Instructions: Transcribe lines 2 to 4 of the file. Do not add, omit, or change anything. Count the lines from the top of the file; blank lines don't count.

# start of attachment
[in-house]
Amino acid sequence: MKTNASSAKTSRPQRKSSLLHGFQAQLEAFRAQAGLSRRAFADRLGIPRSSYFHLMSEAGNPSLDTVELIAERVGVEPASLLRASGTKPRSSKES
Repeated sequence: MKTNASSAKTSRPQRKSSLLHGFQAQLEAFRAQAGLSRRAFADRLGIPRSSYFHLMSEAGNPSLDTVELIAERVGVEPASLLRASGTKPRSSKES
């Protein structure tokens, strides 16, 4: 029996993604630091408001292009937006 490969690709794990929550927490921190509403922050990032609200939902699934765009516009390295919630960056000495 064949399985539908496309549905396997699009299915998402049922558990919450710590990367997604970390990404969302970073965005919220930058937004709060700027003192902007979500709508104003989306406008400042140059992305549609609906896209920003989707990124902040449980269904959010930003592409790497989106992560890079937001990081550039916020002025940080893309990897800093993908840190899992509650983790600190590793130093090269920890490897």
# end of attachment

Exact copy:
Amino acid sequence: MKTNASSAKTSRPQRKSSLLHGFQAQLEAFRAQAGLSRRAFADRLGIPRSSYFHLMSEAGNPSLDTVELIAERVGVEPASLLRASGTKPRSSKES
Repeated sequence: MKTNASSAKTSRPQRKSSLLHGFQAQLEAFRAQAGLSRRAFADRLGIPRSSYFHLMSEAGNPSLDTVELIAERVGVEPASLLRASGTKPRSSKES
């Protein structure tokens, strides 16, 4: 029996993604630091408001292009937006 490969690709794990929550927490921190509403922050990032609200939902699934765009516009390295919630960056000495 064949399985539908496309549905396997699009299915998402049922558990919450710590990367997604970390990404969302970073965005919220930058937004709060700027003192902007979500709508104003989306406008400042140059992305549609609906896209920003989707990124902040449980269904959010930003592409790497989106992560890079937001990081550039916020002025940080893309990897800093993908840190899992509650983790600190590793130093090269920890490897």